Are there better ways to accelerate shared efforts to engage businesses, workers, labor organizations, communities, investors, supply chains, and others to yield more good companies and good jobs?
I was angling for answers through my first-ever engagement with the annual SOCAP conference. Social Capital Markets convenes investors, entrepreneurs, and social impact leaders and is known particularly for their annual conference. My experience rubbing elbows with more than 3,000 like-minded peers invested in improving both job quality and business outcomes highlighted three important takeaways for practitioners in this field.
1. Good jobs are good investments
At the conference, I joined a panel discussion – Good Jobs ARE Good Investments – organized by Investor Circles’ Renata Hron Gomez with presentations also from Ed Brisco, Founder and Co-Director of Impact Charitable, and Mary Jo Cook, President and CEO of Pacific Community Ventures. With more than 60 audience members, this panel presented a great opportunity for me to describe the pathway of the Good Companies/Good Jobs Initiative’s work from our original research on exemplary firms to our more recent efforts exploring ways to foment ready, willing, and able businesses to become more like these job quality pioneers. It also allowed me to present the Good Companies/Good Jobs Software System. Developed with our for-profit partner Working Metrics, this cloud-based approach minimizes data reporting burdens on firms while also facilitating analytics, benchmarking, and scoring on key outcomes for frontline workers. Firms are benchmarked on turnover/retention, growth in workers’ earnings, and net job creation/losses. We also assess access to and quality of benefits such as health insurance, paid leave, and retirement. Recognizing this tool’s potential to simplify how businesses assess the outcomes of job quality innovations for their frontline workers, audience members demonstrated extensive interest following the panel. SOCAP staff eventually had to remove from the meeting room to set up the next panel. Good jobs are a good investment, and this tool can make it easier for practitioners to demonstrate this to business leaders.
2. Norms can be changed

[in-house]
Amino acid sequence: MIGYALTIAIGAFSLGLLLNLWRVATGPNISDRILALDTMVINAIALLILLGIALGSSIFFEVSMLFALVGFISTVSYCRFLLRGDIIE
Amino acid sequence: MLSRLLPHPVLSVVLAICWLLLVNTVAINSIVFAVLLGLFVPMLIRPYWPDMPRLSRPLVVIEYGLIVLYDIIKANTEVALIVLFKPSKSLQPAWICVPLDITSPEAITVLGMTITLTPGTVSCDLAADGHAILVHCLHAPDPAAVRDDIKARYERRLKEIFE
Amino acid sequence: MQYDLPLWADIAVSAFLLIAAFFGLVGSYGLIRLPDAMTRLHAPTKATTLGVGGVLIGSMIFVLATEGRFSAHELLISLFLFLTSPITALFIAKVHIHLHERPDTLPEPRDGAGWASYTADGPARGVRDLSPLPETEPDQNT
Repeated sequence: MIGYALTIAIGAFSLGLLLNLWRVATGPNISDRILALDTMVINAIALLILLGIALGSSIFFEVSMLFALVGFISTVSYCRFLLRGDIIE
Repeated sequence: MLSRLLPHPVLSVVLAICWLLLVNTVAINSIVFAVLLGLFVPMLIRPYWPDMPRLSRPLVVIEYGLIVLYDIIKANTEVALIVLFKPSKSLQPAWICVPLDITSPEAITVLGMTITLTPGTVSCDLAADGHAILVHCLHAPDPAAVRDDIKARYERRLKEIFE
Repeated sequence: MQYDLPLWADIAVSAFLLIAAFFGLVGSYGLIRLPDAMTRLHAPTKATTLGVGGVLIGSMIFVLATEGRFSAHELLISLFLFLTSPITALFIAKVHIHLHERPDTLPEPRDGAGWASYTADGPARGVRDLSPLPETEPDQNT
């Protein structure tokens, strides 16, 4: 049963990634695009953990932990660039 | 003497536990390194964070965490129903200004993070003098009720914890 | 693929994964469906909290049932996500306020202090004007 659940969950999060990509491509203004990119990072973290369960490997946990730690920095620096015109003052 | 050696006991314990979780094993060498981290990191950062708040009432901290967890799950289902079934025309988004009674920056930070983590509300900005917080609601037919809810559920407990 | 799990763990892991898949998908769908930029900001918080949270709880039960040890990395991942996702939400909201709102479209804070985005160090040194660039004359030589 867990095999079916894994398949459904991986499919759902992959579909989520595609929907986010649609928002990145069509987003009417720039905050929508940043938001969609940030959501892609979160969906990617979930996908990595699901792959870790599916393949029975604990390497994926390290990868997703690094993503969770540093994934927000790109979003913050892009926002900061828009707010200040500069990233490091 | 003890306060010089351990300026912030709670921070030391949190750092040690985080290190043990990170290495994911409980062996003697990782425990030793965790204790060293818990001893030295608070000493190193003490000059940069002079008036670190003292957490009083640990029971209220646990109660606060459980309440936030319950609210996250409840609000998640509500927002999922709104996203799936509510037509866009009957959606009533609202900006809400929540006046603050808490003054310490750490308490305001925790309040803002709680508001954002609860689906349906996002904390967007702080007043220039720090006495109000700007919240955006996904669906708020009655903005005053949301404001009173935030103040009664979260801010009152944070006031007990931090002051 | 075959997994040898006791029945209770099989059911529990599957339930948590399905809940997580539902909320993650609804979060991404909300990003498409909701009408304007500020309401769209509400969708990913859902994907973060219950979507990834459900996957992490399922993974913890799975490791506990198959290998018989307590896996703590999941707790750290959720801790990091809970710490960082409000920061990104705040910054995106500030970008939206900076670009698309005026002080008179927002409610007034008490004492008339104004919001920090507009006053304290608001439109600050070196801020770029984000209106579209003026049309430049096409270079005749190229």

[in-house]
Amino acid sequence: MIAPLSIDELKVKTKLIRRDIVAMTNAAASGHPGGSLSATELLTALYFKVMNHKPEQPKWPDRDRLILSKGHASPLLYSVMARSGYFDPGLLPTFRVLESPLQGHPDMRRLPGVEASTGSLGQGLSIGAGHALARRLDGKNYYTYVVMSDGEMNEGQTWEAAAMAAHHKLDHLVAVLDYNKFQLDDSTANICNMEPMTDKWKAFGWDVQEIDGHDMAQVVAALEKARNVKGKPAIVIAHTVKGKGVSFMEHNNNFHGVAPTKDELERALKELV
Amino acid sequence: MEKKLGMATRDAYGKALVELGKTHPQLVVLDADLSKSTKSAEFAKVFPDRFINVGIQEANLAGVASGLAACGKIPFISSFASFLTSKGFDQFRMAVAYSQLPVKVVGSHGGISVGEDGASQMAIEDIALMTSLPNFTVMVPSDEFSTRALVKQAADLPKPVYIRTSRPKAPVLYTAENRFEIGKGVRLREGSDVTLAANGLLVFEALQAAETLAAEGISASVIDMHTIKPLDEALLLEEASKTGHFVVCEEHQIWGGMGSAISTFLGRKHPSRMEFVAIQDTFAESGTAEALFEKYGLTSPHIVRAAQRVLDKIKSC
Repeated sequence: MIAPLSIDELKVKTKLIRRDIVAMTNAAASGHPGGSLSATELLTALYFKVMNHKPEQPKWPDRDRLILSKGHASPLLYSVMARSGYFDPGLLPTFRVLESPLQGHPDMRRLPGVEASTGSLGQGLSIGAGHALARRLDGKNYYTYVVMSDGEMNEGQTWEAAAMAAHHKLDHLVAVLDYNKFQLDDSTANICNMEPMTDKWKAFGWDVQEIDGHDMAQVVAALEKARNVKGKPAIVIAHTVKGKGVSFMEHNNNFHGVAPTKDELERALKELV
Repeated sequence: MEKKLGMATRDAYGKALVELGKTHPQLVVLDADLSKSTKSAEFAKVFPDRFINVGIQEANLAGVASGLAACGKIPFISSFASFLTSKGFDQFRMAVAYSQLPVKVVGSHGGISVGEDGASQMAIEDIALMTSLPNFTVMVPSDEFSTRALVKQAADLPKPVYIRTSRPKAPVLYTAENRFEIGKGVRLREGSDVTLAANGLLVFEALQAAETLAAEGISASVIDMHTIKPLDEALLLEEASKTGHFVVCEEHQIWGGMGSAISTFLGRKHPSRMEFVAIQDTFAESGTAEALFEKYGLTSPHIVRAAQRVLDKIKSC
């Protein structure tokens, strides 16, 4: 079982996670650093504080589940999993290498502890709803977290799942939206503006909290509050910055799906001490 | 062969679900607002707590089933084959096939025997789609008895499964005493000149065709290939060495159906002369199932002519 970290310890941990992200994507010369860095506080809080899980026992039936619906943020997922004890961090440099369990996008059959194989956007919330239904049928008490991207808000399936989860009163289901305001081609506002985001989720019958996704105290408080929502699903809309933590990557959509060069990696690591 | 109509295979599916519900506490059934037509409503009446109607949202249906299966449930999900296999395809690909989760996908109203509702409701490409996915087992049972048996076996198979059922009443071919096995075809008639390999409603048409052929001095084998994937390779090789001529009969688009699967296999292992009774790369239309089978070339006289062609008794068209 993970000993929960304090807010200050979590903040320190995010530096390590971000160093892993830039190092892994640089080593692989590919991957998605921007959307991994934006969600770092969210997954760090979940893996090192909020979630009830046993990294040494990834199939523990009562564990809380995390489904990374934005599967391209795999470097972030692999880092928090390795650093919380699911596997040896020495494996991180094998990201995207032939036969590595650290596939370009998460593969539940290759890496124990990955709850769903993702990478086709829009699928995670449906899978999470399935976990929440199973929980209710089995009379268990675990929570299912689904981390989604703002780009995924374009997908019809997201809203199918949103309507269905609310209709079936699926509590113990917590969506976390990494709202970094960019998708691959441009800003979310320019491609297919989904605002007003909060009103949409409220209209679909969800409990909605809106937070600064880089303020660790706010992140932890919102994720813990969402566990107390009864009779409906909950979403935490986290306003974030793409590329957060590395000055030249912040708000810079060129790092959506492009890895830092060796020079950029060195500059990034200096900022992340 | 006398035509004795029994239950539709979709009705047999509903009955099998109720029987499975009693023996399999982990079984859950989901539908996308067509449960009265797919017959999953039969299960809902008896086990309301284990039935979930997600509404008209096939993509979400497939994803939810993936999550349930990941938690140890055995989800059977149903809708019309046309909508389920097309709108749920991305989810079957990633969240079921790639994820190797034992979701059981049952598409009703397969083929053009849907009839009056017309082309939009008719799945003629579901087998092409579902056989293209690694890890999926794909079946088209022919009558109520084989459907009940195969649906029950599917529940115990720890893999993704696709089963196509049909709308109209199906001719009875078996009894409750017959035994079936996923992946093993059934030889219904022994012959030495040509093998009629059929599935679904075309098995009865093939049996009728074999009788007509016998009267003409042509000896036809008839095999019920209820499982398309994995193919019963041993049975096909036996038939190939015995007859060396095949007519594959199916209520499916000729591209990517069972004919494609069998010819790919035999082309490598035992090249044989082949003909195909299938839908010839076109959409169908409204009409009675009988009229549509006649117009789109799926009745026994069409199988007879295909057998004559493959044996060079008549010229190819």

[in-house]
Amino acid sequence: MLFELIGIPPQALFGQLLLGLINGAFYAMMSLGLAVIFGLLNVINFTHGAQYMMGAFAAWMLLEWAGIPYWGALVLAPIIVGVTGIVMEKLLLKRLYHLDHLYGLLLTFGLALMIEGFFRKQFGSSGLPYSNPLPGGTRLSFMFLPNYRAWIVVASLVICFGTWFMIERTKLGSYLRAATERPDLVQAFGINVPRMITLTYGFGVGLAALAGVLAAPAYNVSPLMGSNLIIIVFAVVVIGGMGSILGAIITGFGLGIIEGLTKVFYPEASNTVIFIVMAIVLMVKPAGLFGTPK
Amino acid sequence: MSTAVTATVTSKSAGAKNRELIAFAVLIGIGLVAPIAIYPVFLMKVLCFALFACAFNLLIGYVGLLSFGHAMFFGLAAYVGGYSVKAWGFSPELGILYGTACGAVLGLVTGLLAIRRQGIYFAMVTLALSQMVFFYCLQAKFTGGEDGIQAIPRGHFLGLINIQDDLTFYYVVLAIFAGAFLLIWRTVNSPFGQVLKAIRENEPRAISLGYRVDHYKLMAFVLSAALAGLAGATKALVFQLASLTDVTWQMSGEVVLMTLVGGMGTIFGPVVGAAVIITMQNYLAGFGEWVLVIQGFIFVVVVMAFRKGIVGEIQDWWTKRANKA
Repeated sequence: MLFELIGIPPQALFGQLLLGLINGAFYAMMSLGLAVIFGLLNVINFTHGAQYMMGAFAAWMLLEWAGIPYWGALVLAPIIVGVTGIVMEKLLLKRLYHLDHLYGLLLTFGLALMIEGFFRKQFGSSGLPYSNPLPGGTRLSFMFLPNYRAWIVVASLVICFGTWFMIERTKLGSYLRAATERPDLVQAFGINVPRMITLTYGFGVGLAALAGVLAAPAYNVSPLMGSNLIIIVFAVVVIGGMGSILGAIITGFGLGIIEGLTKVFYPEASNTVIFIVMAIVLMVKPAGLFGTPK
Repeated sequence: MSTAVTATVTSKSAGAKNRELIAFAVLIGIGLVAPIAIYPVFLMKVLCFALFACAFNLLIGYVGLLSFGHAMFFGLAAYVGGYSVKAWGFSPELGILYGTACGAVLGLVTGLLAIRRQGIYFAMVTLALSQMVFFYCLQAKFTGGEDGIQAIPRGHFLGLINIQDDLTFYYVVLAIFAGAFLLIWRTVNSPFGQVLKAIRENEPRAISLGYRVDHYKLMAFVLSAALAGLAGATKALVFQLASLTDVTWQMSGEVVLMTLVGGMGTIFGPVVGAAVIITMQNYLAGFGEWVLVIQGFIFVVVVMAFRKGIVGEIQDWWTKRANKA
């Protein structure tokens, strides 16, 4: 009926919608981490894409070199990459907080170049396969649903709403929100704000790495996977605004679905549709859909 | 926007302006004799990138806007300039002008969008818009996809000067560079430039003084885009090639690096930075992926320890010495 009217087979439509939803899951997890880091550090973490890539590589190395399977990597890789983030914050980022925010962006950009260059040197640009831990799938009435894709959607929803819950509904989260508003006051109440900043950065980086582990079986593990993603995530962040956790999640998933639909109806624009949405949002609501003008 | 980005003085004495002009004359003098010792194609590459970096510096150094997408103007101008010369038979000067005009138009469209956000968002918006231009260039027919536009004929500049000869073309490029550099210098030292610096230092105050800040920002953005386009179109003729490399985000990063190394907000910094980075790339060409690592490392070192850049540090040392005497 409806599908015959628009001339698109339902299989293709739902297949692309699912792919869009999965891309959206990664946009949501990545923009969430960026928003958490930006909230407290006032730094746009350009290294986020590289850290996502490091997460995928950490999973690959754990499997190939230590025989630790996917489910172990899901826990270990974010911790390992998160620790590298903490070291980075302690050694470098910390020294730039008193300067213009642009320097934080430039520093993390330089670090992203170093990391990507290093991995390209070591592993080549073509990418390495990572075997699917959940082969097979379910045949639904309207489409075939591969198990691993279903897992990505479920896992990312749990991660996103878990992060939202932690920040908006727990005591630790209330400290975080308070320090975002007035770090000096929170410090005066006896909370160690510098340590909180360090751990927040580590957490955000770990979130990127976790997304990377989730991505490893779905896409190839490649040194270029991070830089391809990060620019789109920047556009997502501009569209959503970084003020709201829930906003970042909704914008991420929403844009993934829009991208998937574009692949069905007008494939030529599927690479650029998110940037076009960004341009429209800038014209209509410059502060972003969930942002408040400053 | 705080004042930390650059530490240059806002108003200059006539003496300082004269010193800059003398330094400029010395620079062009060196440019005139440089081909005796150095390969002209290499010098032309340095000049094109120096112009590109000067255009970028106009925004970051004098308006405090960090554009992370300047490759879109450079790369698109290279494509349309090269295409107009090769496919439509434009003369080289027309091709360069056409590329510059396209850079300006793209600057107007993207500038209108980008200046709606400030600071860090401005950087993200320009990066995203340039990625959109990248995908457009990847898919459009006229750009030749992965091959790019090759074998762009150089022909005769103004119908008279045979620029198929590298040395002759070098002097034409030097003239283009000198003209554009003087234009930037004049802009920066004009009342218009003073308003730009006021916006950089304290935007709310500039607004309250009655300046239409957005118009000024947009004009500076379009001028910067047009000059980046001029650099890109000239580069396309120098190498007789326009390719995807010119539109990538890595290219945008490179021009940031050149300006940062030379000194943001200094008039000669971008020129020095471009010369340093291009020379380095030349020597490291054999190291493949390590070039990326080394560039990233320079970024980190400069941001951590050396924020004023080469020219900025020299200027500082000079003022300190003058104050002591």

Unearthing, examining, and effectively challenging industry norms about employment and job quality has been the core of my work for more than a decade, and is part of the continued mission I have brought to the Good Companies/Good Jobs Initiative. A session by Context Partners offered some ideas around progressing from a set of ideas or principles to a movement. They define a “movement” as “a group of diverse individuals and organizations seeking to change social norms.” A simplified description of Context Partner’s approach – used by major brands, foundations, and nonprofits – includes three main steps. First, form a shared purpose that key stakeholders can all embrace and can see how they can help accelerate. Second, understand and ignite each stakeholders’ key roles consistent with their motives and values. For example, while some investors will accept somewhat lower returns or higher risk as necessary to achieve social impact, many more will act differently if return/risk can be managed with desired social outcomes. And third, align rewards with the stakeholders’ needs and wants. Interestingly, Context Partners emphasizes that, often, material rewards are less important than experiential or reputational value delivered. You can learn more about the Context Partners approach at contextpartners.com/approach.
3. Impact investing can be mainstream practice
SOCAP launched The Good Capital Project (GCP) earlier this year as an integral step in evolving impact investment from an emerging industry into mainstream practice. Through a new design thinking process, GCP is convening all constituents to drive greater collaboration and accelerate capital flows into purpose-driven investments. The year-round effort seeks to leverage expertise from the financial, design, academic, non-profit, governmental, and impact communities to contribute best practices from existing initiatives to create a more purpose-driven impact economy. Developing new tools, resources, and frameworks to leverage the financial services community is among its key goals. This is one effort worth the effort to monitor and to join. Find more at goodcapitalproject.com/about.
The annual SOCAP conference delivers an array of plenary sessions, and the conference app does a great job of facilitating outreach and scheduling one-on-one side meetings for participants. SOCAP17, a meeting about impact, is indeed an annual field “must do” and influencer.
This piece originally appeared on LinkedIn.
Mark G. Popovich is the director of the Economic Opportunities Program’s Good Companies/Good Jobs Initiative.
Photo credits: SpringFour, Dennis Price